In Panama, when they shut down the borders for several months, there were restrictions that only those with a residency visa could come into Panama. Even those who owned real estate or had family in Panama could not come to Panama if they did not have a residency Visa.

Tourists had to leave Panama. You can’t just move to another country. To live in a country indefinitely, you must get a residency visa.

This pushed many living as tourists to opt for a more permanent residency. We’ll get into how to obtain permanent residency later in this article. But first, let’s look at more reasons why having a Plan B is helpful.

Why have a Plan B?

● You have the urge to relocate eventually but now isn’t the time.
● You’d like to retire in a different country.
● You dream of an adventure like one you’ve never had.
● You are ready to experience a new culture.
● You find yourself better aligning with the values in a different country.
● You had a wake-up call during the pandemic and want to live more freely.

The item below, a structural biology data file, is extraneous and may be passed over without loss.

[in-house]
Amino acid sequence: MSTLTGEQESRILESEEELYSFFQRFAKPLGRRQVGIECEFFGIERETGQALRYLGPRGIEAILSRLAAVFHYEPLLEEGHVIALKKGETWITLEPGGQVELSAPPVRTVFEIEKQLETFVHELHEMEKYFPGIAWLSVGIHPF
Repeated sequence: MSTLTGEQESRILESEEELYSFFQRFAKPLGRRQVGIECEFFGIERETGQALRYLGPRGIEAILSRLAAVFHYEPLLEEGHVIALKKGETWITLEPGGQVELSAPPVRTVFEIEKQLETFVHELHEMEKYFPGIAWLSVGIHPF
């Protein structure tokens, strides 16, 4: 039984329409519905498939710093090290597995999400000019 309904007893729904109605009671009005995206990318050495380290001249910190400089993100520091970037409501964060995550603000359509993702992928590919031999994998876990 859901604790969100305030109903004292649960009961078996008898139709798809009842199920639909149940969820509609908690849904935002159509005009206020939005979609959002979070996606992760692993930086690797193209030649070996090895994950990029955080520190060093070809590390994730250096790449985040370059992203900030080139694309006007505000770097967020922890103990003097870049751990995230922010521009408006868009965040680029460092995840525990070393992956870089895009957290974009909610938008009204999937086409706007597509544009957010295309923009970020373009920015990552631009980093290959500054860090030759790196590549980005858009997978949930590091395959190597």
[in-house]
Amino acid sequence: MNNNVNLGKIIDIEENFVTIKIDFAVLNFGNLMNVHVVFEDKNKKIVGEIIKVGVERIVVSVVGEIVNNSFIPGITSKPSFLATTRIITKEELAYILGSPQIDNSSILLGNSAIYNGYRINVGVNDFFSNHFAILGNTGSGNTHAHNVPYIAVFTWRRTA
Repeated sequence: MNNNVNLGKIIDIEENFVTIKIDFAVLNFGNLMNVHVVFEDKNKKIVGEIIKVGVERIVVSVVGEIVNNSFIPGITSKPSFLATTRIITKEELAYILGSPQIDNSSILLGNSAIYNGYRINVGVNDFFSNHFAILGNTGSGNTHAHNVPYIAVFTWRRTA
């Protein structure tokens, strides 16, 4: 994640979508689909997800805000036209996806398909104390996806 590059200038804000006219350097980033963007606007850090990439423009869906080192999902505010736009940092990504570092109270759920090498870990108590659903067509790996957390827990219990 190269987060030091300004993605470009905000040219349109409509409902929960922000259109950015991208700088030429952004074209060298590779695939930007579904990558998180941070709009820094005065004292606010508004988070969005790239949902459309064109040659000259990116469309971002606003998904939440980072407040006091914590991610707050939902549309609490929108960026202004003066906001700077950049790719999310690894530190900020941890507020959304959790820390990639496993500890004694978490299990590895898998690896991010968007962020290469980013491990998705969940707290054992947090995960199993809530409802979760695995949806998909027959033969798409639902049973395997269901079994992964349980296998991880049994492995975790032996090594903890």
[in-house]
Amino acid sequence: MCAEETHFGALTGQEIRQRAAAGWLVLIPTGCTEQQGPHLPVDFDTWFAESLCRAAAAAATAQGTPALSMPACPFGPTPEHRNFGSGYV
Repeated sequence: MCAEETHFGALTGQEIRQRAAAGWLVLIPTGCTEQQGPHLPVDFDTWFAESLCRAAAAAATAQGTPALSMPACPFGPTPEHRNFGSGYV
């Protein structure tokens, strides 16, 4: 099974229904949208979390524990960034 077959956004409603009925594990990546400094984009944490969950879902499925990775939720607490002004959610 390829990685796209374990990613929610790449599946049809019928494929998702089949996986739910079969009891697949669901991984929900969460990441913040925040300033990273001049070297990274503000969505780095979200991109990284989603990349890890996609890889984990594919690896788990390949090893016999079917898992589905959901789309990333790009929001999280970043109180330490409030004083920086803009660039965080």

● You know you cannot afford to retire where you are now.
● You no longer feel at home where you live now.

Whatever the reason, and there are many possibilities, you have decided that you want to be prepared for the unexpected.

Well, Panama is a perfect place to have as your Plan B. In fact, you’ll probably find that you want it to be your “Plan A” soon enough.

How to Make Panama Your Plan B

It’s no secret that I absolutely love Panama. I highly recommend this beautiful, welcoming country to anyone looking for a change. However, if, for whatever reason, you aren’t able to make a move completely just yet, it’s a wonderful place to have as a backup plan.

Gaining residency and opening a bank account is relatively easy in Panama compared to other countries.

Another pro in favor of Panama? It’s a beautiful country, rich in biodiversity, with a lower cost of living than the U.S., Canada, and most Western European countries.

Now, let’s look at what should be on the top of your priority list when it comes to your Panama Plan B.